Rio Tinto, Vale and BHP are major steel and mining companies with significant greenhouse gas emissions, totaling more than 1,508 million tonnes of CO2 equivalent.
Experts analyzed the total emissions of greenhouse gases of the largest companies in the industry in the world by their income in 2021, reports GlobalData.
It is becoming increasingly important for major industries to record emissions, as the International Council on Mining and Metals (ICMM) has committed to achieving zero Scope 1 and 2 emissions by 2050.
Rio Tinto has some of the largest greenhouse gas emissions and revenues of $63,495 million in 2021. Rio Tinto's total greenhouse gas emissions were 584.6 million tonnes of CO2-equivalent (Mt CO2-eq), while Scope 3's emissions were 553.5 million tonnes of CO2-eq. This represents 94.7% of Rio Tinto's total emissions in 2021. The company aims to reduce Scope 1 and 2 emissions by 50% by 2030.
Vale is one of the largest emitters of greenhouse gases with revenue of $52,694 million in fiscal year 2021. Its total company GHG emissions were 505.2 Mt CO2-eq, with Scope 3 emissions predominating (98% of total GHG emissions). The company has set a goal of reducing Scope 1 and 2 emissions by 33% by 2030 and reducing Scope 3 emissions by 15% by 2035.
Natural resources company BHP had fiscal 2021 revenue of $56,921 million. Its total greenhouse gas emissions were 418.7 Mt CO2-eq, with the majority of total emissions coming from Scope 3 emissions. The company's goal is to reduce operational emissions by at least 30% by 2030 compared to the 2020 level. The company has set a long-term goal of achieving zero net operational emissions by 2050.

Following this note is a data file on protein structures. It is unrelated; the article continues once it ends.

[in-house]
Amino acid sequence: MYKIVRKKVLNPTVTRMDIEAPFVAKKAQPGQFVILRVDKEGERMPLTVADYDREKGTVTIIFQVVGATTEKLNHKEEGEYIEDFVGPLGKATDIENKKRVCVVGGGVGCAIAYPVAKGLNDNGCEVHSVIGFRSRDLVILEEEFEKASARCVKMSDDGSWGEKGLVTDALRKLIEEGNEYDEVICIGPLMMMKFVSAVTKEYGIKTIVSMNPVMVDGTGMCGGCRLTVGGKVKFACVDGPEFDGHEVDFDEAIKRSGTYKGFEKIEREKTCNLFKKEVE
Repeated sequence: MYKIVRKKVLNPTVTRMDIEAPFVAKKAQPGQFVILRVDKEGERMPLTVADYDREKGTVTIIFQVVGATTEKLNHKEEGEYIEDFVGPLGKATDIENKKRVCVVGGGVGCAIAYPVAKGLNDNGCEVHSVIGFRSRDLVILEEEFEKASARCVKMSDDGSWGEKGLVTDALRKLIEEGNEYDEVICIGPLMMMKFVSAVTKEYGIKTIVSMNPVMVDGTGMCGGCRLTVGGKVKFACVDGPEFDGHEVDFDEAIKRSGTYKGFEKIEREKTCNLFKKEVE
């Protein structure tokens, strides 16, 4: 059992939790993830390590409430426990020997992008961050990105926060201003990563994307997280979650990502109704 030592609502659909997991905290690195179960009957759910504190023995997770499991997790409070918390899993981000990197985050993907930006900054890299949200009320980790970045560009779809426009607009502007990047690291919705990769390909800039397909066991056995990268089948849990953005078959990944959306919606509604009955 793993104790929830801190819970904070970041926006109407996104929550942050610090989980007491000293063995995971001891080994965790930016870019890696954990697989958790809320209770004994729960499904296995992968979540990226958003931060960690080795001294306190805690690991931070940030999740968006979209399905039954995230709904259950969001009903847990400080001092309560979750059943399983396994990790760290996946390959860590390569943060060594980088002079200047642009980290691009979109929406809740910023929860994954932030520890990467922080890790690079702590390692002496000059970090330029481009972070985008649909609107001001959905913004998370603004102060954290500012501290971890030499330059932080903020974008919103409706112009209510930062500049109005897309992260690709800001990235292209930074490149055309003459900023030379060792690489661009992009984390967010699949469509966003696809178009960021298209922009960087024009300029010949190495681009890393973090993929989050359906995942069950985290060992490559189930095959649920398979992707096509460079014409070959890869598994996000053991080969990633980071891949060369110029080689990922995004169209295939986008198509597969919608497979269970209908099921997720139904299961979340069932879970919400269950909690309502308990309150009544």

Greenhouse gas (GHG) emissions are one of the main causes of global warming, and the metallurgical and mining industry accounts for between 4% and 7% of global greenhouse gas emissions. A significant amount of greenhouse gases emitted from the use of fuel, electricity, etc., include CO2, methane and nitrogen oxides.
Classification of greenhouse gas emissions:
- Scope 1 is direct GHG emissions from assets managed by the company, such as fuel use, industrial processes and other secondary sources;
- Scope 2 – indirect GHG emissions, which take into account emissions from purchased or purchased electricity;
- Scope 3 – other indirect emissions of companies, which, in addition to direct activities, occur in the company's value chain, in particular, business trips, use of products and leased assets.
Earlier, EcoPolitic wrote, given that steel production accounts for at least 7% of global carbon emissions, now the pressure is intensifying on the industry to decarbonise.
As EcoPolitic previously reported, in the EU they developed a transparent methodology for the disaggregation of emissions and estimates of the emission intensity of specific production routes and process stages.